Nordketten (2256m) is the closest ski station in Innsbruck. Take the train from the Congress station and go to Hungerburg station (8 min ride). For those who are driving, it is best to go straight to Hungerburg. Parking is free. 
In Hungerburg (1000m) take the cable car to Seegrube and then another cable car to the Hafelekar. Both have a restaurant. The pistes are intermediate. Prices: at around €33, however, with Innsbruck Card is free.

Views of Innsbruck from Nordketten

TIPS

You may buy the Innsbruck Card from 24hrs (€ 43), 48hrs (€ 50) or 72hrs (€ 59). The card offers:
– free one-time admission to all of Innsbruck’s tourist attractions, 
– free use of public transport
– free-riding on Innsbruck’s hop-on hop-off sightseeing bus
– one return trip on each lift and cable car around Innsbruck (Axamer Lizum, Drei-Seen-Bahn in Kühtai (summer only), Glungezer (summer only), Muttereralm, Nordkette, Oberperfuss Rangger Köpfl and Patscherkofel)
– many more deals, as you can check here: https://www.innsbruck-shop.com/en/innsbruck-card.html?___from_store=de

Don’t forget that on Sundays a lot of restaurants and shops are closed.

In the evening go to the fun Tyrolean Show, at Restaurant Gasthaus Sandwirt, which features folk and tap dancing, as well as typical Tyrolean and yodelling songs. It costs €30 per person with a drink included. Address: Reichenauer Straße Street. Bear in mind that if you are in the city centre, you will need a taxi to go over there.

Tyrolean show, Restaurant Gasthaus Sandwirt, Innsbruck

Ski Resorts

As I’ve mentioned before, there are a lot of ski resorts nearby Innsbruck.
Every morning, several free buses run through some of the city’s hotels picking up skiers. Still, all of these buses go to a central point from where they depart for each of the ski regions (ask your hotel about it).

Nordkette – Seegrube – mentioned above

Igls – Patscherkofel – it has the best infrastructure. Hence the Winter Olympics were there. To get there, you’ll have to take a train (or drive) from the city centre to Igls (7 km south of Innsbruck) and from there take the a cable car. It has easy, intermediate and advanced slopes. Ski pass: €39.

Axamer Lizum – I’ve written a post about it here.

Muttereralm (1800m) is in the village of Mutters and only 10 minutes from Innsbruck. It has red, blue and black tracks and has 4.7km of sledging. It has a stunning view of the Götzen Slope. It is considered one of the most beautiful Alps in Austria. Ski pass: €35.50

Glungezer – Tulfes (2300m) is 9km from Innsbruck and has the longest ski slope: 15km. One of the smallest ski resorts and therefore less crowded than the rest. With only intermediate lanes and no sledge. Ski pass prices: €33.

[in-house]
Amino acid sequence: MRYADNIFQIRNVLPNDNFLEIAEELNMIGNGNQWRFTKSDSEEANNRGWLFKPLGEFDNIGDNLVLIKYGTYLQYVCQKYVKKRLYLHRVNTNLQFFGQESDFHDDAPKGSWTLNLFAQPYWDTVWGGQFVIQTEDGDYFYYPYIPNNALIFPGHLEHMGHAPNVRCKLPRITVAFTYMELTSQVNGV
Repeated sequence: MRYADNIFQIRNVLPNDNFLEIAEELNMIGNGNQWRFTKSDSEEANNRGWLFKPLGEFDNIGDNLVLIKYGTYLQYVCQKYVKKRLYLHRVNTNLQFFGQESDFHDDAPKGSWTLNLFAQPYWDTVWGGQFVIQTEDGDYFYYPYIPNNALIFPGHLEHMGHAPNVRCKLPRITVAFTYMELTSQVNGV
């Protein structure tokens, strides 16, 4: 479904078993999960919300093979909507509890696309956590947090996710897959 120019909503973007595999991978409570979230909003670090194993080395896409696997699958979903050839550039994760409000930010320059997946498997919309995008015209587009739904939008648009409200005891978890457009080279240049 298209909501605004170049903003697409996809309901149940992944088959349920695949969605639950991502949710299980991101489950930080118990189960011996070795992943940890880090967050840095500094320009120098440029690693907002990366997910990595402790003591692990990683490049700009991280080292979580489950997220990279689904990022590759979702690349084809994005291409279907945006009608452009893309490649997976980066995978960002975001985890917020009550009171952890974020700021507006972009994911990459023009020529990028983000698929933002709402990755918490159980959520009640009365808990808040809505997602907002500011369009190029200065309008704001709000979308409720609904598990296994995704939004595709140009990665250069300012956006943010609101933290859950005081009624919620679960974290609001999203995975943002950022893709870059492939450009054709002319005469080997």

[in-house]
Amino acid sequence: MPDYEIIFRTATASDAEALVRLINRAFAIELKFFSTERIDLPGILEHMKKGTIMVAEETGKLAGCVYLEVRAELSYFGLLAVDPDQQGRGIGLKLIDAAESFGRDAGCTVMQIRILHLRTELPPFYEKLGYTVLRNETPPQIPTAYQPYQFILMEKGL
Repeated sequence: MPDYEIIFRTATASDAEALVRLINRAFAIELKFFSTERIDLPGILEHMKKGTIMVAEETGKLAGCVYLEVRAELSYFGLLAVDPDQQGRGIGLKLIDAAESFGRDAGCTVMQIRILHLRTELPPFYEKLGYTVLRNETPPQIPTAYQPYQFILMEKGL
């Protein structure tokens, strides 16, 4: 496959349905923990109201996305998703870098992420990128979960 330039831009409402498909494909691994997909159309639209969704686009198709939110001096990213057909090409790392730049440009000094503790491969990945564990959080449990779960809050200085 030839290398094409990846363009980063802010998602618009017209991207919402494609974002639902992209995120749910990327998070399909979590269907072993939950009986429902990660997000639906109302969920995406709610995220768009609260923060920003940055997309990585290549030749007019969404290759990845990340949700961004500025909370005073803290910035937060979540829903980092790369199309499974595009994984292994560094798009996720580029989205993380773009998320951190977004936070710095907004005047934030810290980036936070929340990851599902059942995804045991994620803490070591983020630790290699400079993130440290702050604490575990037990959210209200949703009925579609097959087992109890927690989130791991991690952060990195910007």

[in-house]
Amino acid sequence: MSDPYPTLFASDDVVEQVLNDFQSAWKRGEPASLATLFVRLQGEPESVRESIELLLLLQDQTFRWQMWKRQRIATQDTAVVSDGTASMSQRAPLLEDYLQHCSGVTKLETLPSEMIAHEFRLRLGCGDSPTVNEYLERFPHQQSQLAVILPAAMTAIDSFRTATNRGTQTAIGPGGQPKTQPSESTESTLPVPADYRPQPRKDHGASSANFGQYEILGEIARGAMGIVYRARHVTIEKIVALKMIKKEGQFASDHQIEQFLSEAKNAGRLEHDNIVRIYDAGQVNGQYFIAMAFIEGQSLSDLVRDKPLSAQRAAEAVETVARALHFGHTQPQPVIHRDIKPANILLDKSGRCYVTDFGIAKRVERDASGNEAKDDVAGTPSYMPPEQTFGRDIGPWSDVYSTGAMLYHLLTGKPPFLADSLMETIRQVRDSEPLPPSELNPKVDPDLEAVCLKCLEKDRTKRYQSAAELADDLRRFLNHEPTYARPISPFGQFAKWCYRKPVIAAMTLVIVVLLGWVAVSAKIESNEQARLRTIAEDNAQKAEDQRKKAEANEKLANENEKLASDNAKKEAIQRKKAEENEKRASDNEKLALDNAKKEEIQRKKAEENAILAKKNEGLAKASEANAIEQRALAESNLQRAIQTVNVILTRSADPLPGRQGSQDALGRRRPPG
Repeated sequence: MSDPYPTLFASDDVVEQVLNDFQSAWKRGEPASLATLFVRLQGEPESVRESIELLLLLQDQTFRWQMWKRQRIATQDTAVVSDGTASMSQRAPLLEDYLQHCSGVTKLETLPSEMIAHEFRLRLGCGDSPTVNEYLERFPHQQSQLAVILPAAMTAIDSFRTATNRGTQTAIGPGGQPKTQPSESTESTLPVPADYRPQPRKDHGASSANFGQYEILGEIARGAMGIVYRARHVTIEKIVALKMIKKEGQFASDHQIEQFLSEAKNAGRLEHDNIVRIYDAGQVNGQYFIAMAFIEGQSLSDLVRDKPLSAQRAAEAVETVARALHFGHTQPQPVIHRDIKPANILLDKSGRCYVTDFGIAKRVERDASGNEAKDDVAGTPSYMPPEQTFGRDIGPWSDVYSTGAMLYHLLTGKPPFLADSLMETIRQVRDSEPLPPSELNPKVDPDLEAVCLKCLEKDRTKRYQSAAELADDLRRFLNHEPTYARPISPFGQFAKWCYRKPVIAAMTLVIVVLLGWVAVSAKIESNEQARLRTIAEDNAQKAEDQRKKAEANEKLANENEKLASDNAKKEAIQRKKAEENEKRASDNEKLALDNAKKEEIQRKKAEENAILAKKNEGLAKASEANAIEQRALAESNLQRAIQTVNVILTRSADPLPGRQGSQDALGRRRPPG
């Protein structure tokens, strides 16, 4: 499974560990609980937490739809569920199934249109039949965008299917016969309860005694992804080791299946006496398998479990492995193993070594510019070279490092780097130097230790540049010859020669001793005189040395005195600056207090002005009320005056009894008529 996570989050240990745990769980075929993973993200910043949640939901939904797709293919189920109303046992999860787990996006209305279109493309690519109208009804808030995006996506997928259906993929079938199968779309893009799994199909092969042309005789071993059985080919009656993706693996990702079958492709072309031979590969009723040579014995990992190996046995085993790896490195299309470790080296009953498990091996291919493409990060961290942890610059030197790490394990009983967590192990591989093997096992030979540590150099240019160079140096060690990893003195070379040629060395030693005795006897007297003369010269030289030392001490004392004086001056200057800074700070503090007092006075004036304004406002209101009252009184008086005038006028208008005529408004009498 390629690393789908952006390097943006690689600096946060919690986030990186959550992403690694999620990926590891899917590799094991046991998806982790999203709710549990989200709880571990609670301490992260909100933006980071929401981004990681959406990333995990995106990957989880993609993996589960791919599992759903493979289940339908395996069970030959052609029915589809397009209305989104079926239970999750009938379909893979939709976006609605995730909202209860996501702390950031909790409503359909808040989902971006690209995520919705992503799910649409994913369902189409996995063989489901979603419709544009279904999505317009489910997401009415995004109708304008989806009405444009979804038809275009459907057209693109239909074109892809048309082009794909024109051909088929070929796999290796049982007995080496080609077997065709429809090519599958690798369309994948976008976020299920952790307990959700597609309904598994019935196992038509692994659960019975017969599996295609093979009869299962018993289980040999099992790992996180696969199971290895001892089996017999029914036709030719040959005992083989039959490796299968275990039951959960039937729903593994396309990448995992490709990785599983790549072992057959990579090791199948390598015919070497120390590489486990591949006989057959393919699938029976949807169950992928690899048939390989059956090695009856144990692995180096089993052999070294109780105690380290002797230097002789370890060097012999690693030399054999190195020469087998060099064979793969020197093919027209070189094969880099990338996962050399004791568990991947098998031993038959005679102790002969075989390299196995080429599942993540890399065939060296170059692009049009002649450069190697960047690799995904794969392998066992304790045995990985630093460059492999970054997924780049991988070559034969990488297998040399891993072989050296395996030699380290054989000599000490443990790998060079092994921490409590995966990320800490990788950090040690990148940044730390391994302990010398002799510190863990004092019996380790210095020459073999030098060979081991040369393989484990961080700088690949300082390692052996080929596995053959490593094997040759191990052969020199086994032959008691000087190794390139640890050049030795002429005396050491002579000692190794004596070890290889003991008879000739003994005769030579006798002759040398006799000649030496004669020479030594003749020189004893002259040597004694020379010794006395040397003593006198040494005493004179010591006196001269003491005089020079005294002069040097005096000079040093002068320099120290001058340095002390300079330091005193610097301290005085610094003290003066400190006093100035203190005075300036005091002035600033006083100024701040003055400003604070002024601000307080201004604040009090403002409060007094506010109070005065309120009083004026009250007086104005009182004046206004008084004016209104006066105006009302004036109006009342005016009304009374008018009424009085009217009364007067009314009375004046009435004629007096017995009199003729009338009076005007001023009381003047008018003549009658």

Rangger Köpfl (2000m) is located in Oberperfuss, around 12km from Innsbruck. It has a 10km sledge runs with restaurants along the way, such as the Gasthaus Sulzstich and Gasthaus Stiglreith. To get there, take the lift to Stiglreith. Easy and intermediate tracks. Ski pass: €34.50

Kühtai (2020m) is about 30km from Innsbruck. It is known for being family-friendly. It has easy, intermediate and advanced slopes. It is said that when there are wind and clouds in Innsbruck, in Kühtai, the day is always good. Ski Pass: €41.50, but it varies depending on the time of your arrival.

STUBAI VALLEY
Neustift – Elferlifte (2500m) is 20min from Innsbruck and to get there, go to Neustift with the Elfer Panoramabahn. It has 8km of a sledge track; Pinnistal with 8.5km of sledging. Only intermediate ski slope. Ski Pass: €31.50

Schlick 2000 (2240m) is 30min from Innsbruck. It is the favourite among families. It has red, blue and black tracks and 12 sledge tracks. Ski Pass: €40.50

Serles (2,718 m) is called the “High Altar of Tirol”. It is a small ski resort with only easy and intermediate pistes on a total of 6km. Ski Pass: €32

Stubaier Gletscher (3,210m) is less than one hour from Innsbruck. There is 42 km of ski slopes from easy to advanced. It is considered one of the most family-friendly in Austria. It has an ice cave 30m below. Ski Pass: €50

FYI: All prices on this post were verified in November of 2019.

Innsbruck, Austria

There is no lack of activities to do in Innsbruck.
The city is not only full of attractions, but it is also within easy reach of the Alps. I’m sure you will enjoy it!

Share this:
  •  
  • 10
  •  
  •  
  •  

This post is also available in: Português

Leave a reply

Your email address will not be published. Required fields are marked *

error: